What have you seen from the Saints running game? It obviously hasn't been as successful to this point as we've seen it be just last year.
"I think sometimes the narrative outside the building you know can paint a picture. By no stretch is anybody where they are going to be (where they want to be) after two games. We went through kind of the same thing two weeks ago in the red zone. We were doom and gloom and then we played better in the red zone last week. All that says is there's a lot of work to be done. There's lot of improvement to be made. They've got talented guys, they've got a talented team, so we know they're more than equipped to do that, but they're just really kind of getting things rolling. I don't dig too deep into things very early into the year from a statistical standpoint."
What are your impressions of the NFC South so far? It looks like all the teams are playing at a pretty good level.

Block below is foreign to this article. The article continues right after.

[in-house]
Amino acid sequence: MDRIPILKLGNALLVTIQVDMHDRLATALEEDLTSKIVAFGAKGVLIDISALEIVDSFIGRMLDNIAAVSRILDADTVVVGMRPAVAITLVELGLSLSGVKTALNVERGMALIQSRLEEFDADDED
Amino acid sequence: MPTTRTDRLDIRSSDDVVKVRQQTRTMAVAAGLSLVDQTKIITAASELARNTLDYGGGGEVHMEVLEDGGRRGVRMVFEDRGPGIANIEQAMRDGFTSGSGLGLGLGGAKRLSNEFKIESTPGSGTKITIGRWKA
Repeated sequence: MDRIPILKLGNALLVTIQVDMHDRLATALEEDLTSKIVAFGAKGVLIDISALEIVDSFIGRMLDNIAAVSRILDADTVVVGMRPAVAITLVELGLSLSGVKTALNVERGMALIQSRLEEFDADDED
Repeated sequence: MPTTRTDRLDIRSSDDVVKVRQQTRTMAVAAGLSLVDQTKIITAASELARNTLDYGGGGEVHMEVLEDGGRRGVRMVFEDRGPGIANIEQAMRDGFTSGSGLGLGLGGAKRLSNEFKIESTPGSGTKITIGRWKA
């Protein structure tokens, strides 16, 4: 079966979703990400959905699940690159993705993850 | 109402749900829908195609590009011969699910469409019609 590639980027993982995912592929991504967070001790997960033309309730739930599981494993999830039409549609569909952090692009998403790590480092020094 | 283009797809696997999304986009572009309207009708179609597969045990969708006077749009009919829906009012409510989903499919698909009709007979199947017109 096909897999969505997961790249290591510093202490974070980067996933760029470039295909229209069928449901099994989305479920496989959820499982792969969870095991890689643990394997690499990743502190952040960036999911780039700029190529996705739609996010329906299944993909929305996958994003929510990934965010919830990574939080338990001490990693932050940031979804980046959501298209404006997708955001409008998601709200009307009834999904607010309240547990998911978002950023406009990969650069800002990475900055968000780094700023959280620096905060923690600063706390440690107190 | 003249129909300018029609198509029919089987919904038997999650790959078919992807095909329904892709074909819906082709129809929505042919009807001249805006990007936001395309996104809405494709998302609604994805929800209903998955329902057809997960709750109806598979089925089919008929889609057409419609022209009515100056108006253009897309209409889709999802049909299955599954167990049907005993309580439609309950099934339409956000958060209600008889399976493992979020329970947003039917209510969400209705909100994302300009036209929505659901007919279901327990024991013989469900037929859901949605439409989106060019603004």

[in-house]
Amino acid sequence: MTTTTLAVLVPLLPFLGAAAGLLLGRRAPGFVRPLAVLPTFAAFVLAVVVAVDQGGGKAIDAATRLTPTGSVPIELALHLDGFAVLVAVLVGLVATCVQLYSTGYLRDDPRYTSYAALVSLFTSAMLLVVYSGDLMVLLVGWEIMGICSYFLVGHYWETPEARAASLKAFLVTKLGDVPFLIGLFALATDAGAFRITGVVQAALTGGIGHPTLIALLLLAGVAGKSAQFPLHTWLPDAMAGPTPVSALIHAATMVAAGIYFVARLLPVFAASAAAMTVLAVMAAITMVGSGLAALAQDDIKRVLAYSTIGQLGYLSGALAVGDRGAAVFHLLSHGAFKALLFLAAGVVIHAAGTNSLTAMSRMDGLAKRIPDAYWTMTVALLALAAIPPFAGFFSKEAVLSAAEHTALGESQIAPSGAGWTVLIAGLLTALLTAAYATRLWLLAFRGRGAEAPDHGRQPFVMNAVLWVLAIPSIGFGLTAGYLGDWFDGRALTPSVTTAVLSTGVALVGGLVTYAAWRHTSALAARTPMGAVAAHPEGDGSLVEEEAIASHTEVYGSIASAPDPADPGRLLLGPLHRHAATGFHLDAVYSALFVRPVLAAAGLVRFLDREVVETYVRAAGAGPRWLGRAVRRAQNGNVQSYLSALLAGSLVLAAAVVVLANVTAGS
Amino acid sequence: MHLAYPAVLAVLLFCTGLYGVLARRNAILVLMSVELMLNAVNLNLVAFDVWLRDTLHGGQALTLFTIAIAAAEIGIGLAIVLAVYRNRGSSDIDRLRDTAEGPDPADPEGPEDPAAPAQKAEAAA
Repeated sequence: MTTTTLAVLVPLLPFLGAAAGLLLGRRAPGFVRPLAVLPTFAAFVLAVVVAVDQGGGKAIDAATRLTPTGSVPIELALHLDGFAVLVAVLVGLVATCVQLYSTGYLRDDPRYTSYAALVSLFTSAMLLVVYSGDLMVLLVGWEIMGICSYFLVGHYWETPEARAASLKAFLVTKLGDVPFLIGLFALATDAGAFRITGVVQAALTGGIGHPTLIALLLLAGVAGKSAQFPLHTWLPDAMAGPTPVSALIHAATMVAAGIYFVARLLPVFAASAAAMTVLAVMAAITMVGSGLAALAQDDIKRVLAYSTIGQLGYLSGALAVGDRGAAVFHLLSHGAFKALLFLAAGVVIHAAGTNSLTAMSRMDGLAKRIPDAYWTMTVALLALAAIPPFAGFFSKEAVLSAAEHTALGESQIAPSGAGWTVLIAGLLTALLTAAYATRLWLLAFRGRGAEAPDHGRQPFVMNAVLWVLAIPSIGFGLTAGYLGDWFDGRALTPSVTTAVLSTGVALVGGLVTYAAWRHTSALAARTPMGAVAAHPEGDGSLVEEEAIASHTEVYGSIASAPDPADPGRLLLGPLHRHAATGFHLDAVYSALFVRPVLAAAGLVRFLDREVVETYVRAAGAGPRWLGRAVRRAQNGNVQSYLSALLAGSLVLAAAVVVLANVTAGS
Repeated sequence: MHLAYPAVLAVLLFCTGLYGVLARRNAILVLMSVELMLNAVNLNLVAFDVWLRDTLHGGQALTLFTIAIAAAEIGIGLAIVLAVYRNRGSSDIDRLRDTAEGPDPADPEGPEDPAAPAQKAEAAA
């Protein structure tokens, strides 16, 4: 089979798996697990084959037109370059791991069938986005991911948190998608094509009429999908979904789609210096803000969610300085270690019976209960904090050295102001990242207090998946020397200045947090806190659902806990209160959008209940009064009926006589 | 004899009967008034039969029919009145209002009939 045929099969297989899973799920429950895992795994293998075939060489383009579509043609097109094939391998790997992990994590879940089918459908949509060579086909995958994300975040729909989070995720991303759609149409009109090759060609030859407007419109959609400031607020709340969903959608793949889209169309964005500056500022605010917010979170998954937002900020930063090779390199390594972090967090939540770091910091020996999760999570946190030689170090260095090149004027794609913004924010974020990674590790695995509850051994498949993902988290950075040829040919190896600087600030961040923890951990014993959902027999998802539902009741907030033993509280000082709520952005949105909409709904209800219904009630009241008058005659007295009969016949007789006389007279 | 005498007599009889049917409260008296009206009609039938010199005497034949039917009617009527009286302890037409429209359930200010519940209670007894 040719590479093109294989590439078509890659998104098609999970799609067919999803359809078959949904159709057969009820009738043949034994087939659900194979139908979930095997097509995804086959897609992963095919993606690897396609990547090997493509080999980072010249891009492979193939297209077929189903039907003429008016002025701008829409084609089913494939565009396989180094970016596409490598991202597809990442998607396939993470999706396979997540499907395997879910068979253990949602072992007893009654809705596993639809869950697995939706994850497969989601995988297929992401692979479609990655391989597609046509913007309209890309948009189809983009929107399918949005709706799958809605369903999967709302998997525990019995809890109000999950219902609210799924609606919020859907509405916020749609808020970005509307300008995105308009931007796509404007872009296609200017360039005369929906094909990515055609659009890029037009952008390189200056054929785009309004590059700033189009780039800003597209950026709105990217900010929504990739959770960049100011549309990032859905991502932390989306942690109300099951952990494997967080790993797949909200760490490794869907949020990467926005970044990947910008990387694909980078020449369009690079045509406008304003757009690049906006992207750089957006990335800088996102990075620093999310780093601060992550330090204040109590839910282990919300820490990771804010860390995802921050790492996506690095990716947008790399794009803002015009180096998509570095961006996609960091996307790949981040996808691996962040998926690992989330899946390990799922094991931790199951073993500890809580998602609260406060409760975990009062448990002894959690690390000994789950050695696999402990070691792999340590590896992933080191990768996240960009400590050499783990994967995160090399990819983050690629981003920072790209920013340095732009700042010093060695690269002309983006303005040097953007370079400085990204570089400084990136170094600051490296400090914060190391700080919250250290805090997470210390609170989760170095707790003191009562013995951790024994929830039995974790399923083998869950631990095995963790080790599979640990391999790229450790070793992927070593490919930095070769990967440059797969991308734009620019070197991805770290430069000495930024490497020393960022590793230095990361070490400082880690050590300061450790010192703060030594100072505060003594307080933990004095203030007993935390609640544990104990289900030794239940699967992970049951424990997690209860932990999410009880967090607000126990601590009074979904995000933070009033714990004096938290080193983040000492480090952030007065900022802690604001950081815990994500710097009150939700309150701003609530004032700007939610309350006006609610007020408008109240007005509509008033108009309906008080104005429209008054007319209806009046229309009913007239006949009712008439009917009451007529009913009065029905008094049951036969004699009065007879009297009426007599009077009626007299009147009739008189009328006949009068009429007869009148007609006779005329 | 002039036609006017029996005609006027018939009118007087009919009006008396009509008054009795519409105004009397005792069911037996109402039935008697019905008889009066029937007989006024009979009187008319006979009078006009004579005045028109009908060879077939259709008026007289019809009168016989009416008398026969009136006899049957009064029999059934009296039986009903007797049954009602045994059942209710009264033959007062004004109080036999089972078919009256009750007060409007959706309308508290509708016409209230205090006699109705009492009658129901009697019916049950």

"You may hear the line like 'expect the expected.' We really came into the season and last season as well where we thought this is going to be the most competitive division in the league and it certainly seems like that's going to be the case. We've got a long way to go and a lot to play for, but for us to have some division games right off the bat, we like that. Last year didn't play in division games till later. We really stacked them in the end, in terms of the division games. This year they're a little more spread out for us. I just have a sense based on the play of the teams, the talent of the rosters, the intensity of the games. I think it's going to be one hell of a division and the team that you know leaves with winning the division will have damn sure earned it because they would have to beat some excellent football teams to take that, but that's a long way away. I just think right now these four teams in this division are really on their game and I think it's going to be a hell of a battle."